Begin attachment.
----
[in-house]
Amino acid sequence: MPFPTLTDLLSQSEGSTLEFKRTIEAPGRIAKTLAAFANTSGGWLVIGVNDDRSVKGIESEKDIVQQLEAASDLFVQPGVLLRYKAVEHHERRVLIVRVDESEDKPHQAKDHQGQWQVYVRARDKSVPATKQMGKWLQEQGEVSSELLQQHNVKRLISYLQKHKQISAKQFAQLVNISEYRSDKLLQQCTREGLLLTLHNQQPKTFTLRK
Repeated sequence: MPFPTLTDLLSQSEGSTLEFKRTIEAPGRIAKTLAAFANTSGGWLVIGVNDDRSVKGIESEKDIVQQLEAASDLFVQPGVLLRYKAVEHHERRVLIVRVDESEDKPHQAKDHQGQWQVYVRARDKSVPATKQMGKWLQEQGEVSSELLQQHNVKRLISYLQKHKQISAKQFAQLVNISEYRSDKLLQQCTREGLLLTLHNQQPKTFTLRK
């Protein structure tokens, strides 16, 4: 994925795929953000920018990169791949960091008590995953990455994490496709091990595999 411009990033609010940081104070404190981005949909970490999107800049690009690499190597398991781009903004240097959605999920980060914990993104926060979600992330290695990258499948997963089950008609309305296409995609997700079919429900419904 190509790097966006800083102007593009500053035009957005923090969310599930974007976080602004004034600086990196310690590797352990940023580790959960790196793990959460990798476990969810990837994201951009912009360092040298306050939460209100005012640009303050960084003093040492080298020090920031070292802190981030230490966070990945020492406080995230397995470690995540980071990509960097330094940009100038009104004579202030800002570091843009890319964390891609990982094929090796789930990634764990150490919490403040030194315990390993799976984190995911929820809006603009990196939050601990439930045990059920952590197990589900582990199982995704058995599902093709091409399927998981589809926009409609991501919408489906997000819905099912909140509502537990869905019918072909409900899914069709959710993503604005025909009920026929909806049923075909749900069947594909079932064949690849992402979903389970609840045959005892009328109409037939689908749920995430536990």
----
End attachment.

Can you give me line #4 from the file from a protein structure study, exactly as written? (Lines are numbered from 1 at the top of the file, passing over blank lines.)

């Protein structure tokens, strides 16, 4: 994925795929953000920018990169791949960091008590995953990455994490496709091990595999 411009990033609010940081104070404190981005949909970490999107800049690009690499190597398991781009903004240097959605999920980060914990993104926060979600992330290695990258499948997963089950008609309305296409995609997700079919429900419904 190509790097966006800083102007593009500053035009957005923090969310599930974007976080602004004034600086990196310690590797352990940023580790959960790196793990959460990798476990969810990837994201951009912009360092040298306050939460209100005012640009303050960084003093040492080298020090920031070292802190981030230490966070990945020492406080995230397995470690995540980071990509960097330094940009100038009104004579202030800002570091843009890319964390891609990982094929090796789930990634764990150490919490403040030194315990390993799976984190995911929820809006603009990196939050601990439930045990059920952590197990589900582990199982995704058995599902093709091409399927998981589809926009409609991501919408489906997000819905099912909140509502537990869905019918072909409900899914069709959710993503604005025909009920026929909806049923075909749900069947594909079932064949690849992402979903389970609840045959005892009328109409037939689908749920995430536990």